GEE and CWGEE models used in this study incorporated the data from repeated IVF cycles and multiple stages, with a separate intercepts for stage (Table 1,). According to this table, age was associated with odds of success in CWGEE model as women of 38-40 years old were less likely to have successful IVF outcome than women under 35 years old. However, this association was not statistically significant in the usual GEE model. Based on this table, higher number of transferred embryos is associated with an increase in the odds of success in a way that one unit increase in the number of transferred embryos is associated with 1.18 and 1.21-fold increase in the odds of success in unweighted and weighted GEE models, respectively. Having PCOS was associated with lower odds of success in IVF procedures but this association was not statistically significant in either models. Receiving frozen embryo transfers was associated with more than 2-fold increase in the odds of success in both models.
To explore the differing effect of fresh and frozen embryo transfer on the odds of success at various stages, the interaction term between type of embryo(s) transferred and failure type was included in the model. Although women receiving fresh embryo transfer showed significantly better results in clinical pregnancy, from then on, women receiving frozen embryo transfer could successfully continue in the same way as those receiving fresh embryos (Fig .1,).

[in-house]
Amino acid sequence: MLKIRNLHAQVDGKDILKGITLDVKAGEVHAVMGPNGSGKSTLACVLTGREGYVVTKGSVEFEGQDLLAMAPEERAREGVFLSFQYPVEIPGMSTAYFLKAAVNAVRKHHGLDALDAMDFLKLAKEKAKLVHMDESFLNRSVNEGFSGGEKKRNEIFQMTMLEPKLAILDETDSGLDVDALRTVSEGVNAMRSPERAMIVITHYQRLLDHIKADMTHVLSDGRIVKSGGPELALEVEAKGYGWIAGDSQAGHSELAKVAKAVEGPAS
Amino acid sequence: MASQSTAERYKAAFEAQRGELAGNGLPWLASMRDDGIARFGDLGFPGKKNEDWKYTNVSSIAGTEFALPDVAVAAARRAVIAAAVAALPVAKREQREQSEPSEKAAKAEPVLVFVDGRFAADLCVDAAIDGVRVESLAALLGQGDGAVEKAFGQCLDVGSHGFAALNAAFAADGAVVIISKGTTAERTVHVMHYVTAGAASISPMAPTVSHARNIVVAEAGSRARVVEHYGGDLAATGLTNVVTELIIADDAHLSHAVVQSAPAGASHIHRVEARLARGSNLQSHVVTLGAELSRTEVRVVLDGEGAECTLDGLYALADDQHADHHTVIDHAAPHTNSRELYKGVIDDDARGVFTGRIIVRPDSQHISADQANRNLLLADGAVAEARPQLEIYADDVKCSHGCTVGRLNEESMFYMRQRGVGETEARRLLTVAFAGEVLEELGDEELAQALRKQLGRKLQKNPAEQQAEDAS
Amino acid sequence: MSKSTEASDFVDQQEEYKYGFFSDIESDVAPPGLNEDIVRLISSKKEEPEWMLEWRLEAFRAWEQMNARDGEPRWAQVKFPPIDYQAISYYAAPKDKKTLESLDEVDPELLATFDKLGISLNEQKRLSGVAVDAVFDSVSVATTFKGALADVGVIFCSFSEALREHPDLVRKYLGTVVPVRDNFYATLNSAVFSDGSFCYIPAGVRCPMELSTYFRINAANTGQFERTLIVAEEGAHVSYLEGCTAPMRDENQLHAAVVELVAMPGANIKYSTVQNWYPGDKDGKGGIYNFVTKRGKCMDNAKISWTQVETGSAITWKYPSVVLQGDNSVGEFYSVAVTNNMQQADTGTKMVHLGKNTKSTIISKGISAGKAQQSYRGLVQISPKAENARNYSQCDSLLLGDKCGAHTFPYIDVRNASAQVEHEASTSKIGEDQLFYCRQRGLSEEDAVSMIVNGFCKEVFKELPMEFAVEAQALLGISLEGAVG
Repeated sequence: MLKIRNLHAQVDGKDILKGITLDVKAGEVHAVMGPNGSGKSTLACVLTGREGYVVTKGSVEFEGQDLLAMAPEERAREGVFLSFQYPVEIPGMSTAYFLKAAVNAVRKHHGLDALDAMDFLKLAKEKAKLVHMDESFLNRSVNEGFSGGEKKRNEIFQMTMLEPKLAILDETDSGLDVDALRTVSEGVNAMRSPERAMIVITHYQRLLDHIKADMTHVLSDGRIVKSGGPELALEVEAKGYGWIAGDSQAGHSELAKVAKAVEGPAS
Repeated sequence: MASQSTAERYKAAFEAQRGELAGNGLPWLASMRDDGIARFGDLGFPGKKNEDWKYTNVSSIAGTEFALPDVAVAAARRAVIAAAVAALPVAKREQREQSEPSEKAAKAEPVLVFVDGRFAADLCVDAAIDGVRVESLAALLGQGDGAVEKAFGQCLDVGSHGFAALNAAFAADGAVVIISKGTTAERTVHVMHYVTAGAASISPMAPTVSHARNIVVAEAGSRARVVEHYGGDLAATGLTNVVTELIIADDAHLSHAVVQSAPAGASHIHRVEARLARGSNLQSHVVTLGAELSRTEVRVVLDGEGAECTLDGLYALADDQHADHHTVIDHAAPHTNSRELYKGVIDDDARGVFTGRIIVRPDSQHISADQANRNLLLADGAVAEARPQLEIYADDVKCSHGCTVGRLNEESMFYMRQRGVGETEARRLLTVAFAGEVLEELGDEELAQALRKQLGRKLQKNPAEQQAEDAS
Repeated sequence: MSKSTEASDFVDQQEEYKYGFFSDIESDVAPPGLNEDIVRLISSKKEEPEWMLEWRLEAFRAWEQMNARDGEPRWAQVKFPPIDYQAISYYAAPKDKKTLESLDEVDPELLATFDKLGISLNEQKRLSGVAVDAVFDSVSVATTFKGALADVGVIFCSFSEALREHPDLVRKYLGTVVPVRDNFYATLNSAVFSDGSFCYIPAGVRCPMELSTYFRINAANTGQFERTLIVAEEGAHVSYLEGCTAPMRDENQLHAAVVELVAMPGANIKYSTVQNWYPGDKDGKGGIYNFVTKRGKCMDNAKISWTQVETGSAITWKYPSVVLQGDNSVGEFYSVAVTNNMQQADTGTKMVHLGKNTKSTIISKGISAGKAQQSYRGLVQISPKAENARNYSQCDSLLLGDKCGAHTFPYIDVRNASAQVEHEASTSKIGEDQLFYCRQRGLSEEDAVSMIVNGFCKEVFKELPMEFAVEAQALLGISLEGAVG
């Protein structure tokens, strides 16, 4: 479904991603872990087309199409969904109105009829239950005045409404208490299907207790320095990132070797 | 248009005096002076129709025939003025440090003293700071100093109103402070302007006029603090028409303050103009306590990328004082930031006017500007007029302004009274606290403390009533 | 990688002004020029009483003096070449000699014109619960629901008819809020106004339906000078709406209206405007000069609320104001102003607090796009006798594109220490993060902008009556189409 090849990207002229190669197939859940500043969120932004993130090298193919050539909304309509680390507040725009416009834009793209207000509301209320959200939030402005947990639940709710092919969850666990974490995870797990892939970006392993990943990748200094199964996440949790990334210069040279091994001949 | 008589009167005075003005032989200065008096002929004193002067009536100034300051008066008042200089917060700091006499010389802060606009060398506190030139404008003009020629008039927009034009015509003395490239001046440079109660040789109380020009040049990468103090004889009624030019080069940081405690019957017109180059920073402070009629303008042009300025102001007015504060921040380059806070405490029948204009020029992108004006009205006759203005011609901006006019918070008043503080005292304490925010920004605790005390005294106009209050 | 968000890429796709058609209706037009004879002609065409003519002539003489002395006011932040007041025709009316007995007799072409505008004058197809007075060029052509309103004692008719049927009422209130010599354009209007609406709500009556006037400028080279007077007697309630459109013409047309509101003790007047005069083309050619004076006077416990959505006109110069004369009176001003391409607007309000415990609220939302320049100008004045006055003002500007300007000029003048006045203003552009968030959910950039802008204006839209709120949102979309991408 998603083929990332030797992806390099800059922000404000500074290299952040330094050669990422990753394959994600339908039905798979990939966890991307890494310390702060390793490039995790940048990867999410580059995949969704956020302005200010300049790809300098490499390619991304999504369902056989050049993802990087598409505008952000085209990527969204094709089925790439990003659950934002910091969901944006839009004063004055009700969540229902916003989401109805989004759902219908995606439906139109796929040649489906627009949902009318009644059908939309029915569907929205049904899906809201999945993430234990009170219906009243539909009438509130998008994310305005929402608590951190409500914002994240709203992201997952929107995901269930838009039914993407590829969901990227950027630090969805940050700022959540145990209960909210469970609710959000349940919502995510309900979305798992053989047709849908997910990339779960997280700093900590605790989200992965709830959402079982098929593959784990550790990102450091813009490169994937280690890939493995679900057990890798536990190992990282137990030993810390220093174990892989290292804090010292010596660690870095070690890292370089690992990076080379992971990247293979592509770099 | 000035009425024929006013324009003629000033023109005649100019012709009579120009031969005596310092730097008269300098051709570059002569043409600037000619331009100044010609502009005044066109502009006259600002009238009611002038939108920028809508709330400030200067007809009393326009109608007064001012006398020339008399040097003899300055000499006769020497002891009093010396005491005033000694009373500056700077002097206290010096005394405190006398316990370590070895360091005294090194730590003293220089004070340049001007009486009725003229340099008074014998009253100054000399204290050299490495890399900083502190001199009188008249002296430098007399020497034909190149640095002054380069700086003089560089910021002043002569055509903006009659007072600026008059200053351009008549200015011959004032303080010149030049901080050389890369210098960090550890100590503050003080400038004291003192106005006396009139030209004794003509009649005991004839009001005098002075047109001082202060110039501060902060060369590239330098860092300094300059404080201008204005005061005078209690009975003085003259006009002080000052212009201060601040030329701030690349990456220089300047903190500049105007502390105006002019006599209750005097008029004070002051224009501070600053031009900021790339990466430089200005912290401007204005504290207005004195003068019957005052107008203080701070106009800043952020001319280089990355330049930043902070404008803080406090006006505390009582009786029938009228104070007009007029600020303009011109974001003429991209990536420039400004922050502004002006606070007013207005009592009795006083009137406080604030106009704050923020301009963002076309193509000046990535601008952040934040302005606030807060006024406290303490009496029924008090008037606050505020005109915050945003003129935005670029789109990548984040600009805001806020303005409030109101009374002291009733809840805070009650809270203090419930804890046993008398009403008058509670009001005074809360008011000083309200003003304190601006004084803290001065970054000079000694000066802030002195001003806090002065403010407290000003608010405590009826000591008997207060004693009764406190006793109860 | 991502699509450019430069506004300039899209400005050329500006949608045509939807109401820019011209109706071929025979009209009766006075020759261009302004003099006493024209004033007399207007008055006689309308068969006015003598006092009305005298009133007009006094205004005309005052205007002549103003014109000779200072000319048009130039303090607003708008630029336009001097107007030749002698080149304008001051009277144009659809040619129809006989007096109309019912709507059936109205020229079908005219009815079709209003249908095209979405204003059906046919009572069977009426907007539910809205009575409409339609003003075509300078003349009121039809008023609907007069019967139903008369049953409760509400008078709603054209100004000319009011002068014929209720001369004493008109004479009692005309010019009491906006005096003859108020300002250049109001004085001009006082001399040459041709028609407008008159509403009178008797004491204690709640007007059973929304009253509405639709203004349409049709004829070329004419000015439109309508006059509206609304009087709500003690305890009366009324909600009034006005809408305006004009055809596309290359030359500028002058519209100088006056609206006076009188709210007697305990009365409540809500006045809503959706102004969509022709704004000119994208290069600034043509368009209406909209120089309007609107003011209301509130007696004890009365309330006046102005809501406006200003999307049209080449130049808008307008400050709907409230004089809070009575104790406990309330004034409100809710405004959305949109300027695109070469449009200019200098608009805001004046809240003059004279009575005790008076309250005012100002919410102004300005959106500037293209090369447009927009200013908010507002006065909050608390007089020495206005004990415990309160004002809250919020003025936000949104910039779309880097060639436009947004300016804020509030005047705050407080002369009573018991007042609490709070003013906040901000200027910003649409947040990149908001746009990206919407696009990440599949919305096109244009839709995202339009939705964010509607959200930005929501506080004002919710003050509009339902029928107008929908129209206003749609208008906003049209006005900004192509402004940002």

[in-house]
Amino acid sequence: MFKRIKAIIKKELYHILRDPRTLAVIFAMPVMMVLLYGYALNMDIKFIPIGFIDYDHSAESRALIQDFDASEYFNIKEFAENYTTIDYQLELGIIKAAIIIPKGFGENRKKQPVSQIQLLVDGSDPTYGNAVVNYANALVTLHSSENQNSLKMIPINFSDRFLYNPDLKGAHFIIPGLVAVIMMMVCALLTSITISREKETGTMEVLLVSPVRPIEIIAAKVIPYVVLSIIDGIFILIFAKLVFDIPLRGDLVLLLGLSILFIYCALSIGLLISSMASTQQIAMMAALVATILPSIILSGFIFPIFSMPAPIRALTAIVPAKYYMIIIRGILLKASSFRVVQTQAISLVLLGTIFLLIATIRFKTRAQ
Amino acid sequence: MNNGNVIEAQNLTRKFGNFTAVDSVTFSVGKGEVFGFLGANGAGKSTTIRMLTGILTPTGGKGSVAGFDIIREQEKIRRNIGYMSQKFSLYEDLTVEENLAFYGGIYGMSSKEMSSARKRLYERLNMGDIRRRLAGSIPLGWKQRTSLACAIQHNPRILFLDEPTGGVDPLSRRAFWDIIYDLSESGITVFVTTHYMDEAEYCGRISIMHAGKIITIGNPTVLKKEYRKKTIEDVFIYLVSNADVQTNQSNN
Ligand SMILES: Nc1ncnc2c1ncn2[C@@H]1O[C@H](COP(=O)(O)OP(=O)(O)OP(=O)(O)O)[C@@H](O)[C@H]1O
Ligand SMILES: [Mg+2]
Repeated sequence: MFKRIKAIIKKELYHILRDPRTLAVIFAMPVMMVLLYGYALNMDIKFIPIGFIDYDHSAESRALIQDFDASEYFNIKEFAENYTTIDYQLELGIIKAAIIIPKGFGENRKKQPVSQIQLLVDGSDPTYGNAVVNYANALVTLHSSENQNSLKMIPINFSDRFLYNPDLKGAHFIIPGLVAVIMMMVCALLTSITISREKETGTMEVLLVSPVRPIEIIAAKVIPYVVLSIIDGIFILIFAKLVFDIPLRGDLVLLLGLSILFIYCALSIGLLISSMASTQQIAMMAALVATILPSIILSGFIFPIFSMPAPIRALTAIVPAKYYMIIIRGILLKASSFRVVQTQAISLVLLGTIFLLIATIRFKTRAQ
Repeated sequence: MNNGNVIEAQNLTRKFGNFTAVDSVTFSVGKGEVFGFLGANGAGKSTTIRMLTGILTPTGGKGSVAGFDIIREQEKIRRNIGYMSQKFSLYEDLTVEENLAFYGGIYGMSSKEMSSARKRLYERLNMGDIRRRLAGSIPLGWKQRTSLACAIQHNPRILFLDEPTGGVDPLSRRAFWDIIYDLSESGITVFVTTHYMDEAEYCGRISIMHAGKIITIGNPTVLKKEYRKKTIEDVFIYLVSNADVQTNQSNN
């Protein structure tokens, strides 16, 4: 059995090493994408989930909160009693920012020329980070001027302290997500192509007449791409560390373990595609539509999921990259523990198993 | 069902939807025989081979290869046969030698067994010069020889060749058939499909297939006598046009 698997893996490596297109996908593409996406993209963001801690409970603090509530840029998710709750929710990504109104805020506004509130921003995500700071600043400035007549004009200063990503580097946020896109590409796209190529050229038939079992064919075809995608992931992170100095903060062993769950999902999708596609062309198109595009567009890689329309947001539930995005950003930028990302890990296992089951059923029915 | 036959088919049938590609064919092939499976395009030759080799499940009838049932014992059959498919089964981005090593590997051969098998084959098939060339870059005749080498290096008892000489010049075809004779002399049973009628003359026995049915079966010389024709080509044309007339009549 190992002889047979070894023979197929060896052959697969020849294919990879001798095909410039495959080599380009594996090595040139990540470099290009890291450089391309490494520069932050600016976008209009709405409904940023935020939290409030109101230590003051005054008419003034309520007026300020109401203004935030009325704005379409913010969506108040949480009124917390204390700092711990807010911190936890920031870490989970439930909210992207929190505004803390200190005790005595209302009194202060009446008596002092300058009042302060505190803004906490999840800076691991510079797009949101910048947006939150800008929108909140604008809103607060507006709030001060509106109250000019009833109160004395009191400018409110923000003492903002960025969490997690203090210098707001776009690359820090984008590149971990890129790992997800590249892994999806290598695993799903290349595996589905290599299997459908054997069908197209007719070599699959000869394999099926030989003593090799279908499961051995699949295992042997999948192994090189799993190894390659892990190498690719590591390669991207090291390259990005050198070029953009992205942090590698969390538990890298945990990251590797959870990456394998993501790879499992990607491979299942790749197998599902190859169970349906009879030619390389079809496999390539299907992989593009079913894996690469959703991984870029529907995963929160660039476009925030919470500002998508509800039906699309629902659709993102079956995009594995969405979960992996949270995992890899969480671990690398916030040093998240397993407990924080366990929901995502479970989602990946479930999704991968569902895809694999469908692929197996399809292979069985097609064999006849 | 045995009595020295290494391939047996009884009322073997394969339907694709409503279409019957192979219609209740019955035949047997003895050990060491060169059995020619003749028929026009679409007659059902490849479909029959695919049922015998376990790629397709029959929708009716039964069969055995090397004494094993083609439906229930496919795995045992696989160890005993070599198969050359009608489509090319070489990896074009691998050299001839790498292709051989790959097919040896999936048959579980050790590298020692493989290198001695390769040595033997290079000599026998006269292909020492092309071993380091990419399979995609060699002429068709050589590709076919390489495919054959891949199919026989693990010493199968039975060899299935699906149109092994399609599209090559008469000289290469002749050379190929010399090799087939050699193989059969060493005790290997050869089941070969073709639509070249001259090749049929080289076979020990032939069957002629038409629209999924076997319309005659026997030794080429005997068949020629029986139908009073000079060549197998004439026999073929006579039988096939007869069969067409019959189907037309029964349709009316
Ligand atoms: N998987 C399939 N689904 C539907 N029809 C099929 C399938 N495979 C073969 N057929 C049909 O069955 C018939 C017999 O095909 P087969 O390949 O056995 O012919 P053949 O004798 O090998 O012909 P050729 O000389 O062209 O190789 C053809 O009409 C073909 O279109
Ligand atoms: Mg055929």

|IVF and participants characteristics||Unweighted GEE||Cluster weighted GEE|
|OR (95% CI)||P value||OR (95% CI)||P value|
|Chemical pregnancy||1 ( reference)||-||1 ( reference)||-|
|Clinical pregnancy||2.11 (2.08, 2.15)||<0.001||2.12 (2.09, 2.18)||<0.001|
|SAB||2.20 (2.13, 2.29)||<0.001||2.22 (2.14, 2.34)||<0.001|
|Delivery||6.43 (3.42, 15.76)||0.010||8.69 (3.59, 30.03)||0.009|
|Embryos transferred number||1.18 (1.01, 1.38)||0.031||1.21 (1.03, 1.42)||0.021|
|Yes||0.74 (0.52, 1.06)||0.102||0.75 (0.52, 1.10)||0.138|
|No||1 ( reference)||-||1 ( reference)||-|
|Type of embryo(s) transferred|
|Fresh||1 ( reference)||-||1 ( reference)||-|
|Frozen||2.50 (1.87, 3.35)||<0.001||2.26 (1.66, 3.07)||<0.001|
|Age categories (Y)|
|<35||1 ( reference)||-||1 ( reference)||-|
|35-37||0.86 (0.38, 1.28)||0.460||0.87 (0.57, 1.31)||0.504|
|38-40||0.68 (0.46, 1.00)||0.052||0.67 (0.45, 1.00)||0.050|
|>40||0.74 (0.51, 1.07)||0.109||0.76 (0.52, 1.11)||0.161|
There are some existing approaches to model IVF data including multiple cycles with multiple failure types (9). Considering the whole existing IVF data set for each woman can lead to better estimations of the covariates effects than the standard approach which only consider the first IVF cycle or model each IVF outcome separately.
Since the number of cycles experienced by each infertile woman is believed to be associated with the success/failure of IVF outcome, studies on these type of data involve informative cluster size and GEE and CWGEE, might show different results as GEE assumes that cluster size is non-informative. This historical cohort study on Iranian infertile women also demonstrated strong reverse associations between the number of cycles and odds of success in IVF outcomes, indicating the presence of informative cluster size (12). Moreover, the result of this study showed that having more transferred embryos is significantly associated with higher odds of success which corroborates the findings of previous research in this field (14, 15).